Chart of cook's distance to detect observations that strongly influence fitted values of the model.

ols_plot_cooksd_chart(model, type = 1, print_plot = TRUE)

Arguments

model

An object of class lm.

type

An integer between 1 and 5 selecting one of the 6 methods for computing the threshold.

print_plot

logical; if TRUE, prints the plot else returns a plot object.

Value

ols_plot_cooksd_chart returns a list containing the following components:

outliers

a data.frame with observation number and cooks distance that exceed threshold

threshold

threshold for classifying an observation as an outlier

Details

Cook's distance was introduced by American statistician R Dennis Cook in 1977. It is used to identify influential data points. It depends on both the residual and leverage i.e it takes it account both the x value and y value of the observation.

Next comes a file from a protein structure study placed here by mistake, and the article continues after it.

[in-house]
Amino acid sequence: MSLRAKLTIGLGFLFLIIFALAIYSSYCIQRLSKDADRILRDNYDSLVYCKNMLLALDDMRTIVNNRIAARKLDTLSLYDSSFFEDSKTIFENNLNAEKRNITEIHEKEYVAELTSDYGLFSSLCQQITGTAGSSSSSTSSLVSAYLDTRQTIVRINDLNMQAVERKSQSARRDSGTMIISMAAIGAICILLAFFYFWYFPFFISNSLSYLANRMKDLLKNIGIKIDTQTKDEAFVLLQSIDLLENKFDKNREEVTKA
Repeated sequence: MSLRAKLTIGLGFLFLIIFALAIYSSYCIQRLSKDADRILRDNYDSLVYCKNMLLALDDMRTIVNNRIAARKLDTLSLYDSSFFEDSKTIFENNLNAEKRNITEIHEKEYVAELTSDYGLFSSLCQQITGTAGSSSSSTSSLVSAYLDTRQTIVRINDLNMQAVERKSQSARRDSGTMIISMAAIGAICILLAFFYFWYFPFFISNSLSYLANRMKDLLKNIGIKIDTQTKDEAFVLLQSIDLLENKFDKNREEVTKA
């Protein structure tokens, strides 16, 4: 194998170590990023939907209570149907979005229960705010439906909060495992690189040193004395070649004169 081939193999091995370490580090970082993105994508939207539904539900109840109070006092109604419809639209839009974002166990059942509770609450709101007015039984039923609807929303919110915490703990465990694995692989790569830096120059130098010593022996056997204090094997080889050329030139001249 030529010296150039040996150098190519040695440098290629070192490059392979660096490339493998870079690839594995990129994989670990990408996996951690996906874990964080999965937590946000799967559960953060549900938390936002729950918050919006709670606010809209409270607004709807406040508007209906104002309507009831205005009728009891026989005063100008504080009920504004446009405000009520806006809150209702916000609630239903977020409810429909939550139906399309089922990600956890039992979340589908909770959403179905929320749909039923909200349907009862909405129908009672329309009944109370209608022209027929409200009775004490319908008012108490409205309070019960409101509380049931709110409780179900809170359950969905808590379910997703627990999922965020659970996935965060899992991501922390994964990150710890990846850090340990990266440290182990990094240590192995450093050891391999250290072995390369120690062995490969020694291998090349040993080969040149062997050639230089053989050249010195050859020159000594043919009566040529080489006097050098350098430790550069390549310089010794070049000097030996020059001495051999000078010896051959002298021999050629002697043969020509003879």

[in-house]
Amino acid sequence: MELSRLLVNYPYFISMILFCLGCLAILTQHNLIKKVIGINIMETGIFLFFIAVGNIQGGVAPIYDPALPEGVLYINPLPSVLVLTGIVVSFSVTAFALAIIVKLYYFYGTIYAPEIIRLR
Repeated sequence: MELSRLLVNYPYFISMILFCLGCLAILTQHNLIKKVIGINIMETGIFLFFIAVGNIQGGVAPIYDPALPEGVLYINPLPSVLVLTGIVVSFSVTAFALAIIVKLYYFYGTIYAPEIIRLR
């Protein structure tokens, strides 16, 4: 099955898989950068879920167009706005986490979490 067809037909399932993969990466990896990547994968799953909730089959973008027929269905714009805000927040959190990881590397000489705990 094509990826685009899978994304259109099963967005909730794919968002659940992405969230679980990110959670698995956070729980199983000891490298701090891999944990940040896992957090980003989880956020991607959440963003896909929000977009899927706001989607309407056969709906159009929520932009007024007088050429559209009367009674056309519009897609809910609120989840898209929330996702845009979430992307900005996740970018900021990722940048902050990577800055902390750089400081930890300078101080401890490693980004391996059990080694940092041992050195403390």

Steps to compute Cook's distance:

  • Delete observations one at a time.

  • Refit the regression model on remaining \(n - 1\) observations

  • exmine how much all of the fitted values change when the ith observation is deleted.

A data point having a large cook's d indicates that the data point strongly influences the fitted values. There are several methods/formulas to compute the threshold used for detecting or classifying observations as outliers and we list them below.

  • Type 1 : 4 / n

  • Type 2 : 4 / (n - k - 1)

  • Type 3 : ~1

  • Type 4 : 1 / (n - k - 1)

  • Type 5 : 3 * mean(Vector of cook's distance values)

where n and k stand for

  • n: Number of observations

  • k: Number of predictors

Deprecated Function

ols_cooksd_chart() has been deprecated. Instead use ols_plot_cooksd_chart().

See also

[ols_plot_cooksd_bar()]

Examples

model <- lm(mpg ~ disp + hp + wt, data = mtcars) ols_plot_cooksd_chart(model)